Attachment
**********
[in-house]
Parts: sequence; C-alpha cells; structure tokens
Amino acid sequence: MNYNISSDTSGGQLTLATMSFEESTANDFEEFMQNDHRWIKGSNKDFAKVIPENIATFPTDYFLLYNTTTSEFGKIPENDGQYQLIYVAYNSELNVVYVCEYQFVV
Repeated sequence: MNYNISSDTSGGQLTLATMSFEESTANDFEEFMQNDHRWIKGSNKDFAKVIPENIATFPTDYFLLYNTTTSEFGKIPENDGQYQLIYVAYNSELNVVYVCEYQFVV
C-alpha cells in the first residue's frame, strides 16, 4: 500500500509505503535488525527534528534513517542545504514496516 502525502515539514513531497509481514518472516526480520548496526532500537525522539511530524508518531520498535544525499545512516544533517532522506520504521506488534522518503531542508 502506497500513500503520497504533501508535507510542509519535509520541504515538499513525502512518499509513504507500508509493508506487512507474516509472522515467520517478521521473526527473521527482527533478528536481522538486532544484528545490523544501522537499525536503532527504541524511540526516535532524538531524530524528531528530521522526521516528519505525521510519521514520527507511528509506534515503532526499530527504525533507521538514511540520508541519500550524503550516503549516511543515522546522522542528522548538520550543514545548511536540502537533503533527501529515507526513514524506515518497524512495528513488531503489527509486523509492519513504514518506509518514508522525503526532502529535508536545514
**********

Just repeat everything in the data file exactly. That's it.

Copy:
[in-house]
Parts: sequence; C-alpha cells; structure tokens
Amino acid sequence: MNYNISSDTSGGQLTLATMSFEESTANDFEEFMQNDHRWIKGSNKDFAKVIPENIATFPTDYFLLYNTTTSEFGKIPENDGQYQLIYVAYNSELNVVYVCEYQFVV
Repeated sequence: MNYNISSDTSGGQLTLATMSFEESTANDFEEFMQNDHRWIKGSNKDFAKVIPENIATFPTDYFLLYNTTTSEFGKIPENDGQYQLIYVAYNSELNVVYVCEYQFVV
C-alpha cells in the first residue's frame, strides 16, 4: 500500500509505503535488525527534528534513517542545504514496516 502525502515539514513531497509481514518472516526480520548496526532500537525522539511530524508518531520498535544525499545512516544533517532522506520504521506488534522518503531542508 502506497500513500503520497504533501508535507510542509519535509520541504515538499513525502512518499509513504507500508509493508506487512507474516509472522515467520517478521521473526527473521527482527533478528536481522538486532544484528545490523544501522537499525536503532527504541524511540526516535532524538531524530524528531528530521522526521516528519505525521510519521514520527507511528509506534515503532526499530527504525533507521538514511540520508541519500550524503550516503549516511543515522546522522542528522548538520550543514545548511536540502537533503533527501529515507526513514524506515518497524512495528513488531503489527509486523509492519513504514518506509518514508522525503526532502529535508536545514